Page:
Throughout its existence, Tsingtau was a "subsidy colony" of the German Empire, since state investments in the leased area regularly exceeded revenues. Admittedly, investments had to be made in the artificial city of Tsingtau at first, but in the long run the entire leased area proved to be a loss-making business.
By way of comparison, in 17 years Kiautschou was subsidized to the tune of 160 million Deutschmarks, while revenues amounted to only 36 million Deutschmarks. All building materials for public construction projects were imported from Germany, which meant that the regional economy was not involved, while German companies earned well from Tsingtau. Local Chinese were used only as cheap labor, while Chinese companies did not participate financially in the railroad and mining companies. Moreover, it must also be considered that, on the one hand, Chinese farmers had been expropriated in order to implement the German colonial project, and, on the other hand, the railroad and mining companies massively interfered with the lives of the local population.
When resistance to the German colonial policy arose, the German governorate of Kiautschou reacted with "punitive actions". At the same time, industrial projects could not be realized in the leased area; Tsingtau remained a port and trading city whose value added and purchasing power remained low compared to other leased ports of the time, while the 1897 land ordinance made the city one of the most expensive, but also "cleanest" cities in the region. Only small private companies (soap factory, brickyard, and brewery) and private businesses operated successfully, while state-subsidized companies (railroad, mining, and shipyard) remained unprofitable and did not manage to break away from the state subsidized economy.
Around 1905, however, a turning point in Tsingtau's development can be observed, which was significant in several aspects. After the punitive expeditions and interventions of German troops in the "Boxer Rebellion," violent politics were gradually suppressed in order to emphasize the exemplary nature of the German presence in the region. In this context, racial segregation in Tsingtau was slowly abandoned until, under the influence of the Chinese Revolution of 1911, which led to the increased settlement of representatives of the Qing Dynasty in Tsingtau, it was entirely replaced by a new "settlement regulation" in 1914. The German Empire, in turn, tried to live up to the role model function of the "model colony" through an active cultural policy in the areas of education and upbringing. The most important and visible project in this regard was the German-Chinese college, which was founded in 1908 and housed more than 400 students in 1914.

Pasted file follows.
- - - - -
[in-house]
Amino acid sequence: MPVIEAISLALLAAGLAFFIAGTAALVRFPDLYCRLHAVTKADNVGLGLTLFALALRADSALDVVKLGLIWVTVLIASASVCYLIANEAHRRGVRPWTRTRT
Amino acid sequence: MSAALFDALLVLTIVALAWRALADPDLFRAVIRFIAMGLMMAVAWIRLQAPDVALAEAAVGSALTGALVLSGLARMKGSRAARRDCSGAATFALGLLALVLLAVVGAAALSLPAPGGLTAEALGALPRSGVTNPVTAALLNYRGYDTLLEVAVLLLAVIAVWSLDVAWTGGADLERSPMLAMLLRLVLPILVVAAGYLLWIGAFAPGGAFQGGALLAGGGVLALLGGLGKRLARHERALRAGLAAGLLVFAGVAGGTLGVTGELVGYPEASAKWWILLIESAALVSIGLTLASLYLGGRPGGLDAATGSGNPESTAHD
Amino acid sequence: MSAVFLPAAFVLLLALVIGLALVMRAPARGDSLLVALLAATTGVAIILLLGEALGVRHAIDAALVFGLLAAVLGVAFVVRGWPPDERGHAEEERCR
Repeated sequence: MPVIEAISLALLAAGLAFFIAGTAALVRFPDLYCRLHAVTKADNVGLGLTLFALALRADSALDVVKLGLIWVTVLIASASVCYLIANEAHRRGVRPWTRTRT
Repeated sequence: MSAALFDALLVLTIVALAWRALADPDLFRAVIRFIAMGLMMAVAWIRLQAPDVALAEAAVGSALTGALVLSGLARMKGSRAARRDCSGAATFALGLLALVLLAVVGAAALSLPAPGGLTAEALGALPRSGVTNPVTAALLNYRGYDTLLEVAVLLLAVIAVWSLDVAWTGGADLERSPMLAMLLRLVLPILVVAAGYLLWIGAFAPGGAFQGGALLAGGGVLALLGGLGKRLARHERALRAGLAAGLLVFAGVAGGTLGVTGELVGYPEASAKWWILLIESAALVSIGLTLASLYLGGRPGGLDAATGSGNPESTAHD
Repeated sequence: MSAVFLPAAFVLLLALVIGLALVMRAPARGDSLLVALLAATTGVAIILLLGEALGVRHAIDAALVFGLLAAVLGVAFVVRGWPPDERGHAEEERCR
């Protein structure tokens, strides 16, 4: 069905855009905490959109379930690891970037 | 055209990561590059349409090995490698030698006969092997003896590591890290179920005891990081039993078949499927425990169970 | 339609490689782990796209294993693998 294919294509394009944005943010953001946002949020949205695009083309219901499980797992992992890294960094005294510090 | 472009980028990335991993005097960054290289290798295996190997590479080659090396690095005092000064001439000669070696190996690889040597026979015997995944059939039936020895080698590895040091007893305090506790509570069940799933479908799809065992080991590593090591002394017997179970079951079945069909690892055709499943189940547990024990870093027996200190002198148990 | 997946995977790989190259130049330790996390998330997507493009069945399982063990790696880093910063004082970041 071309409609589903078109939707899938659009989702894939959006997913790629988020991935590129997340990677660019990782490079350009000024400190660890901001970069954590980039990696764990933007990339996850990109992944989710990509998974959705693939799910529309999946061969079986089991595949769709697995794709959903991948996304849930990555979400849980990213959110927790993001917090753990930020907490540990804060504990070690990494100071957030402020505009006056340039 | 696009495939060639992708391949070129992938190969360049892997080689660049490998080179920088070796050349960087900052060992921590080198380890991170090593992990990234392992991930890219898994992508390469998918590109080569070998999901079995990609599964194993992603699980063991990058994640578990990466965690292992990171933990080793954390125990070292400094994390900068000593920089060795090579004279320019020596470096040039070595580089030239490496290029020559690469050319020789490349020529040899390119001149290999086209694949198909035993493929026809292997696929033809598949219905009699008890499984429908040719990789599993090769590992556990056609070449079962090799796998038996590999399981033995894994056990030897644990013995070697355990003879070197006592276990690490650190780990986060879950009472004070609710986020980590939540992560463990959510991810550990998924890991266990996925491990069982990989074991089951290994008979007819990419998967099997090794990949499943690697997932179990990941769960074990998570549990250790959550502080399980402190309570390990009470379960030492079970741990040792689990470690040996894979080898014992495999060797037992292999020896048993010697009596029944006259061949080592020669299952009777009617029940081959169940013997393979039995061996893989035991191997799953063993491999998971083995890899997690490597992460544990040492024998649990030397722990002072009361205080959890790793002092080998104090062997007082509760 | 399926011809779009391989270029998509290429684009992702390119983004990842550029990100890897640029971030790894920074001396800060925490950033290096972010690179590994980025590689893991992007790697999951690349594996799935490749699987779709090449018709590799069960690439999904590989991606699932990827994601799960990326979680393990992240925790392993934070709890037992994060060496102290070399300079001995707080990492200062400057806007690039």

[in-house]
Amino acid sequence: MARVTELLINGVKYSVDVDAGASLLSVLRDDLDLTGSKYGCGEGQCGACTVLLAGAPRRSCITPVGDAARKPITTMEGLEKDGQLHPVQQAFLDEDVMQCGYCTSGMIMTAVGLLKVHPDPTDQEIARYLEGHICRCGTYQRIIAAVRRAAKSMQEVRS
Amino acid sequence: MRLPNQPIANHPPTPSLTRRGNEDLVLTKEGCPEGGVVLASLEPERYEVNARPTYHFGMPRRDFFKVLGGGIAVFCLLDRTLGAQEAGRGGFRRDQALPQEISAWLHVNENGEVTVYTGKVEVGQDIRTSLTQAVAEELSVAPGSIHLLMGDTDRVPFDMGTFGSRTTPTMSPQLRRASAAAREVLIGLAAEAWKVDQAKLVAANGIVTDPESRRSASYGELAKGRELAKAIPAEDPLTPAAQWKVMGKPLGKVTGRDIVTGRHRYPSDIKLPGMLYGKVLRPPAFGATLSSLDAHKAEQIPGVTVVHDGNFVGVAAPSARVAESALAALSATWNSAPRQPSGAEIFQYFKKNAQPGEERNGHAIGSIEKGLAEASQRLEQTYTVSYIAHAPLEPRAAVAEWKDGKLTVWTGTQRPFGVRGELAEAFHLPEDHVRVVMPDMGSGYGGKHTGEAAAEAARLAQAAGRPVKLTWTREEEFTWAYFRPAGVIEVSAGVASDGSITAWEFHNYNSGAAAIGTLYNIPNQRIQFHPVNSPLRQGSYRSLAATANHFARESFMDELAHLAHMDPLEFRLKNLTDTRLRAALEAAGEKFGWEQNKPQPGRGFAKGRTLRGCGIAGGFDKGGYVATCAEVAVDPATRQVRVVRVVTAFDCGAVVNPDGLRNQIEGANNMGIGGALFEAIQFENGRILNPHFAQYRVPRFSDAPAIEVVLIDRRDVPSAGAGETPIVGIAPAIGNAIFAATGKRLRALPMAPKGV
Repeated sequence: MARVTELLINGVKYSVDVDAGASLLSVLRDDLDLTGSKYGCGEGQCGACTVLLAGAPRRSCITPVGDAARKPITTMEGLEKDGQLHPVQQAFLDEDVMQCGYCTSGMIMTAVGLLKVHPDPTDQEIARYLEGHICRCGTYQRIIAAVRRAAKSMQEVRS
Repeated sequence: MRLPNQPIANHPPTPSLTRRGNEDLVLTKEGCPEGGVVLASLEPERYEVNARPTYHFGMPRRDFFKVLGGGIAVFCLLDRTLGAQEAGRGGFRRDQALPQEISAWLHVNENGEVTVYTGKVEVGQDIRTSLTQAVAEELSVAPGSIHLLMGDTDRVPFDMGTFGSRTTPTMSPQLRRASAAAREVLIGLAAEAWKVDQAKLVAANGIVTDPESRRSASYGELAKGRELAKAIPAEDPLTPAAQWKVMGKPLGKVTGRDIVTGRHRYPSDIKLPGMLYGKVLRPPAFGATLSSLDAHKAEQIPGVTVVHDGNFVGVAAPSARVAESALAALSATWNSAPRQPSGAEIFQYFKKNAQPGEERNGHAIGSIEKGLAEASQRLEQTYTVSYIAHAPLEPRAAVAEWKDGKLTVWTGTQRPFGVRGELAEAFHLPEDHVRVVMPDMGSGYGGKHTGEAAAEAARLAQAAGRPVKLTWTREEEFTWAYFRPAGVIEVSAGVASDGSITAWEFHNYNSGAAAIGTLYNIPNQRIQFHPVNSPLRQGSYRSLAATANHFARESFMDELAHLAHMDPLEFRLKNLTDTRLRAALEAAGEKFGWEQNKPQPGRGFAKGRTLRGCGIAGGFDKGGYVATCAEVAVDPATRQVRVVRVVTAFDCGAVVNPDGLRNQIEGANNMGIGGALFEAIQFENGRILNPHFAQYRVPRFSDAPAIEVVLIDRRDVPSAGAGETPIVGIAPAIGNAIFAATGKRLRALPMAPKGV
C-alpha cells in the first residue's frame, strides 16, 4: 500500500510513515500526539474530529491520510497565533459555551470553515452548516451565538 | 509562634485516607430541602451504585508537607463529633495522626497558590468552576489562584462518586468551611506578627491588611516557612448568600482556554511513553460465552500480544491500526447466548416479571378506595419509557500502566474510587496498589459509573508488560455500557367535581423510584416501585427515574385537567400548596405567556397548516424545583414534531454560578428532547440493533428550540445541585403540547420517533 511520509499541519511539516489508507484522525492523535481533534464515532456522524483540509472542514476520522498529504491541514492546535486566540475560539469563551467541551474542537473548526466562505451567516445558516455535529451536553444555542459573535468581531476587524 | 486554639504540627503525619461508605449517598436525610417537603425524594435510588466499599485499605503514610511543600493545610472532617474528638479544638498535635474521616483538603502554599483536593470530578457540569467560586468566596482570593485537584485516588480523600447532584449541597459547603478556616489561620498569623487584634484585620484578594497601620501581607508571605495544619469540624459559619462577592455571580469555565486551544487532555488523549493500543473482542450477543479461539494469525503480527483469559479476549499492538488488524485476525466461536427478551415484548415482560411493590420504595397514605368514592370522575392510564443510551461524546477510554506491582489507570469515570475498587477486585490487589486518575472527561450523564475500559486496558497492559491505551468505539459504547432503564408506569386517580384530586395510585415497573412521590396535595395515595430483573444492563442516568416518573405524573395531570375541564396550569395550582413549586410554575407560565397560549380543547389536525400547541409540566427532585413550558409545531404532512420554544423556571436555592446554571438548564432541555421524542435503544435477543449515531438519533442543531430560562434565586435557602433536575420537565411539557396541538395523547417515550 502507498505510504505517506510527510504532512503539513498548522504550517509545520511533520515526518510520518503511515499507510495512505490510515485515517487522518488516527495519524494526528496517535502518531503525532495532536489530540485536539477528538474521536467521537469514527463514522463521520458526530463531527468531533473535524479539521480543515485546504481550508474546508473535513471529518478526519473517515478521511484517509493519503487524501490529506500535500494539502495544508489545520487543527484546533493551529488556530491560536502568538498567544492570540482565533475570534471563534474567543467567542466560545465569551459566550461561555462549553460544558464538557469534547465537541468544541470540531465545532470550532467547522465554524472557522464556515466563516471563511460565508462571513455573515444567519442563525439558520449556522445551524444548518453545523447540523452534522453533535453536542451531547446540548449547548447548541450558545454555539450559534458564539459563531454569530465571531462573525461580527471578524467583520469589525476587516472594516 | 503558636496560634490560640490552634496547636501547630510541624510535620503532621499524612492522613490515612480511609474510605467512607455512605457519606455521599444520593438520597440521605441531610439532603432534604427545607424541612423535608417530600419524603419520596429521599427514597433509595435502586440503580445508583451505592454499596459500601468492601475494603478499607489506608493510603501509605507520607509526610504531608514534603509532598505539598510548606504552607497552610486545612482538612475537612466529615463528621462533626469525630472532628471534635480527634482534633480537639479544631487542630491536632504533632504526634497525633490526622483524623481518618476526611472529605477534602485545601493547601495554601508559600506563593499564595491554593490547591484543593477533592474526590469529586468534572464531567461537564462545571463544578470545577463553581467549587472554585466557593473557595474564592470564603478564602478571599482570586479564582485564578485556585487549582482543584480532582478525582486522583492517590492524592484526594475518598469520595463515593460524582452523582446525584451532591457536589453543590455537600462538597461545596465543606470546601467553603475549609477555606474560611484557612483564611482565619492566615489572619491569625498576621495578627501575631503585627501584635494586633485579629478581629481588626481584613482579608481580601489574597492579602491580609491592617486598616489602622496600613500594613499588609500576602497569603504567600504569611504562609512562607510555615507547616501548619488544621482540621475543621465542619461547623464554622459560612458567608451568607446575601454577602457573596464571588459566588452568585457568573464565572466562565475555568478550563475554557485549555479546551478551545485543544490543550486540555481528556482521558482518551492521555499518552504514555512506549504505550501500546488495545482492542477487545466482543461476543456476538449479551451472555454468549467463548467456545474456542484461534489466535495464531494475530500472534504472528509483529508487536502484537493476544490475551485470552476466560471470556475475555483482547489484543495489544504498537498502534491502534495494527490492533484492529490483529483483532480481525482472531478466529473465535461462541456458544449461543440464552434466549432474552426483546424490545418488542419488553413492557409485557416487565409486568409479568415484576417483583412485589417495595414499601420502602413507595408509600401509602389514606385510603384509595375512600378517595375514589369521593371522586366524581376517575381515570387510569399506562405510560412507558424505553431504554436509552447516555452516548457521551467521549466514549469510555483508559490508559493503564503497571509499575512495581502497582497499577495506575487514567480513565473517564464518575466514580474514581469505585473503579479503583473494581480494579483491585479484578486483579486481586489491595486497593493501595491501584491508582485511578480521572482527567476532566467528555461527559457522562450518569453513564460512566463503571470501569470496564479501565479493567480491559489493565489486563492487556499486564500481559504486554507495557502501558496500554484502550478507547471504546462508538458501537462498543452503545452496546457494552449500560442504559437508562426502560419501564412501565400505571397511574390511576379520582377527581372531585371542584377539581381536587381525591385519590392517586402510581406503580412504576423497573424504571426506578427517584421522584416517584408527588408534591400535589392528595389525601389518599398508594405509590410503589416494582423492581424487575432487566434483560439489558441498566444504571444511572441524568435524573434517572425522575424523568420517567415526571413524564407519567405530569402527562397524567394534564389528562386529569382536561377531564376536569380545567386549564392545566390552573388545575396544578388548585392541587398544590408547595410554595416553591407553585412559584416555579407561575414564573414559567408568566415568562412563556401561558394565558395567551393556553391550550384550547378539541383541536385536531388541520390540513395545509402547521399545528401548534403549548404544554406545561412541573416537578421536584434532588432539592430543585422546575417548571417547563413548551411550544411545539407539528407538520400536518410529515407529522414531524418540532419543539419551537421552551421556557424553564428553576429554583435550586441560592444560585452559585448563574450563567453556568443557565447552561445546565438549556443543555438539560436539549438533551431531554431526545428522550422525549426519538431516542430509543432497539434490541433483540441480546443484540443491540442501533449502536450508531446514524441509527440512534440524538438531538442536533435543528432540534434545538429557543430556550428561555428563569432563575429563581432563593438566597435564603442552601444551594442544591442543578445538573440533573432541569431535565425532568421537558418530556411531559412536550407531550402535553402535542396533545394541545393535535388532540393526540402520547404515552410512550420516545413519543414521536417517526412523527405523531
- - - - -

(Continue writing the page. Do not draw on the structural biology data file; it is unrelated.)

The year 1905 also marked the end of the Russo-Japanese War, from which Japan emerged victorious. Due to the new position Japan had gained as a result of this war, the German Empire came into increasing competition and eventually rivalry with Japanese interests on the mainland. Although the German Empire was able to increase its trade with China via Tsingtau in absolute terms by 1914, in relation to Japan's trade with China, it declined: Japan emerged as the most important trading partner for China and was able to increase its share of coastal trade with China by 190% by 1911.
Japan, strengthened politically by its 1902 alliance with Great Britain and militarily by the outcome of the Russo-Japanese War in 1905, constituted a real threat to the German Empire. In this sense, the German Admiral's Staff had correctly stated as early as 1902: "The colony must be expected to be taken immediately after the outbreak of war by the superior fleets of our possible opponents in East Asia (Anglo-Japanese Alliance, Franco-Russian Alliance)." The German leasehold of Kiautschou came to an abrupt end with the attack by Japan and England on Tsingtau in 1914.